I now have lust over a SB-800!

Thanks

Stephen Fox

yelvertoft
17-12-05, 18:57
Thanks Don for this advice. You have great skill both as a photographer and engineer.

Don Hoey
17-12-05, 21:50
So I just signed in and was going to reply to Rob with economy tips when I saw your reply.

Checked out your site and ......... WOW !!!!

Planes are from my era in RAF - Lightning, Shack, Hunter ........

Must get back to my reply to Rob but I will look further ....

Don

Don Hoey
17-12-05, 23:30
I am in the process of trying to setup a flash system to help boost the light for my garden bird shots. I first started looking at slave remotes for the canon eos system. This was looking very expense with a 430EX and STE-2. Then I suddenly realised under the rubber flap the Canon 20D has a PC connector. So far I have managed to get a 30 feet cable and PC to hotshoe adaptor. I was hoping to get a very cheap secondhand gun with a trigger voltage under 250 volts. The best I could find locally was a Sunpak 888AFZ for £30. Atleast it has a bounce and zoom head with a guide no of 21M plus the trigger voltage is only 5 Volts. If I get another short cable and a 3 way adaptor I should be able to hook my canon 380EX onto it as well.

Next job will be to knock up some cheap method diffusing and then calculate the lighting effect for exposure.

Rob

Rob I am trying to work out your current set up. I still think in old mechanical camera terms even though I have a D100. Maybe a pic will help.

Anyway here goes.
For those not in the know but following this thread, a remote flash slave is either directly mounted or connected by sync lead to the remote flash. When it detects a flash it triggers the flashgun to which it is attatched. The only requirement in positioning it is the slave must be able to 'see' the MASTER flash.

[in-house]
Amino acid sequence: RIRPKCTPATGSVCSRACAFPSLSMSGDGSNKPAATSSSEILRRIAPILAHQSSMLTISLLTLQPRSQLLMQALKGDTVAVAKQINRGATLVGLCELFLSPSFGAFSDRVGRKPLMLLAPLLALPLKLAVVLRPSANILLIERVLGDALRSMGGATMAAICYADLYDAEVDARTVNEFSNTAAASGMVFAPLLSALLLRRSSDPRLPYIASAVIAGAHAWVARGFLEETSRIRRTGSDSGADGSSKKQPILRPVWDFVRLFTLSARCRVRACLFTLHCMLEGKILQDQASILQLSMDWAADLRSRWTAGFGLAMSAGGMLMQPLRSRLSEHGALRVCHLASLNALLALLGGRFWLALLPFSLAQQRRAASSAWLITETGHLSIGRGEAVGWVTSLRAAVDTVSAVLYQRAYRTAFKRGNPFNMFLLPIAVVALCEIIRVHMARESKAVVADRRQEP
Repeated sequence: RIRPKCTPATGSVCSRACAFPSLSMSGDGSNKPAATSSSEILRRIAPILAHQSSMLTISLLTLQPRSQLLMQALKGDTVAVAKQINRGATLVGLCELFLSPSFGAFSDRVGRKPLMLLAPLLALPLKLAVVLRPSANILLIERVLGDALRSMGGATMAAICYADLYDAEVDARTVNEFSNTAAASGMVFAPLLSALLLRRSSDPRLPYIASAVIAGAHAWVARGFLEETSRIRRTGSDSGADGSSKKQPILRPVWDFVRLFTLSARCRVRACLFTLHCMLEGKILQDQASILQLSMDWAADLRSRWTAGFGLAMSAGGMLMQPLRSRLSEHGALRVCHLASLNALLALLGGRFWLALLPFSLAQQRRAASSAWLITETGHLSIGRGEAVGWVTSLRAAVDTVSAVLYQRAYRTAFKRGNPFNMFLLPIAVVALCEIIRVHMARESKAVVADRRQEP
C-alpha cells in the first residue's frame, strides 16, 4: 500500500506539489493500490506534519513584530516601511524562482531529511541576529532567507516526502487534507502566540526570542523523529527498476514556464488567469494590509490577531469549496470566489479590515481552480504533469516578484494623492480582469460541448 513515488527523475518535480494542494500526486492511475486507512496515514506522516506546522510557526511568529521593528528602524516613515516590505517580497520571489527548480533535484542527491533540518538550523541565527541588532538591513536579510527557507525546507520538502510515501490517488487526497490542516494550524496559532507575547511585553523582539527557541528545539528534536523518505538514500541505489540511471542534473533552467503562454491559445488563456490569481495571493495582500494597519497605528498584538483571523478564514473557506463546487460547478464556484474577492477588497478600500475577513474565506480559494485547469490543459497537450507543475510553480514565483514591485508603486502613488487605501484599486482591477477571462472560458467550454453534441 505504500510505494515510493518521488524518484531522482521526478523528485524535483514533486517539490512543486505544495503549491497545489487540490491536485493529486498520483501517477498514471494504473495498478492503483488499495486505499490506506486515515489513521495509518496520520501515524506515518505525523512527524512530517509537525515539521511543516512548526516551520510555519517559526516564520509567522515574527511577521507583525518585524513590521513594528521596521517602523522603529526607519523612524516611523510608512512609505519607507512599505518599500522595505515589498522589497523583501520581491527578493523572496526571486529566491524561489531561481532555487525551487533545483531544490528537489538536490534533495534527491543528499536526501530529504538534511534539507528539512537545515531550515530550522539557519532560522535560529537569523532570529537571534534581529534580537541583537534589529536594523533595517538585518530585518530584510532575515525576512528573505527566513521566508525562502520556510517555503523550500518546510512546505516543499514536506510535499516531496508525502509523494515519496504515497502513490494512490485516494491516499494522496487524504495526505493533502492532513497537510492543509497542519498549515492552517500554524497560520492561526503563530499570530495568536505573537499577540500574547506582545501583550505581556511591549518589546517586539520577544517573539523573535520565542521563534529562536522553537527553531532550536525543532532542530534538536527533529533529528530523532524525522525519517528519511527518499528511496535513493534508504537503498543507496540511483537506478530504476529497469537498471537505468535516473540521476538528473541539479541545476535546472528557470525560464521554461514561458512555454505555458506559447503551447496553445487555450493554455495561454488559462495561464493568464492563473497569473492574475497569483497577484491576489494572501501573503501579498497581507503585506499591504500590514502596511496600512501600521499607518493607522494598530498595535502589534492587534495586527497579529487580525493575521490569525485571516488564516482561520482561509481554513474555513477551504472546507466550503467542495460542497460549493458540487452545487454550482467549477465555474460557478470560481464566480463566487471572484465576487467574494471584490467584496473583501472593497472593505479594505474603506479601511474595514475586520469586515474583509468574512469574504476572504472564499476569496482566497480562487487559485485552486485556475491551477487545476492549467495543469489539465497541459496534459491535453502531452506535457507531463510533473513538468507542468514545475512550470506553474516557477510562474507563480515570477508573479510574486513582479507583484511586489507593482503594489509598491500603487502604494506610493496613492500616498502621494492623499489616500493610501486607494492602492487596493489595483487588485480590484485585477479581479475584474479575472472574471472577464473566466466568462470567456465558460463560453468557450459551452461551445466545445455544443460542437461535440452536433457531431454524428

If you use the built in or camera system flash as the MASTER you can have any number of remotely triggered flashguns. Robs mention of 250mv is important in that some old flashguns had considerably higher values and if connected to modern camera's could burn out the camera circuitry. I never connect an unknown flashgun to the camera for that reason. Other than the ability to use cheap secondhand flashguns that is the reason I favour this approach.

So back to your post Rob.
Jessops is probably a good place to get a slave.
Get the highest power ( GN ) flash you can secondhand.
Diffusion - again check Jessops or similar for propriety products ie STOFEN. You can provide some diffusion really cheaply by placing tissue over the flash tube, bouncing the flash off a piece of white card, or firing the flash through a material. For this the flash needs to be about 12 inches back from the material. Proprietry products from Lastolite, - or home made, a cheap frame or old picture frame about 20 inches on its longer side with a single layer of white pillow case stapled over will do the trick. For birds I think you may be better with tissue or Stofen - less disturbing as it cannot be camo.

When calculating exposure work on the master ( triggering ) flash first, then add your slave setup after. If your master is too far back from the subject and is only being used to trigger the slave, or you have more than one slave do them one at a time. To reduce exposure either move the flash further away from the subject position, set it on auto and dial in a higher ASA/ISO value or add tissue over the flashhead. As flash distance to subject doubles, light from the flash falling on the subject falls by a factor requiring an increase in aperture of 2 stops.

I will stop now until I know if this is any use to you.

Don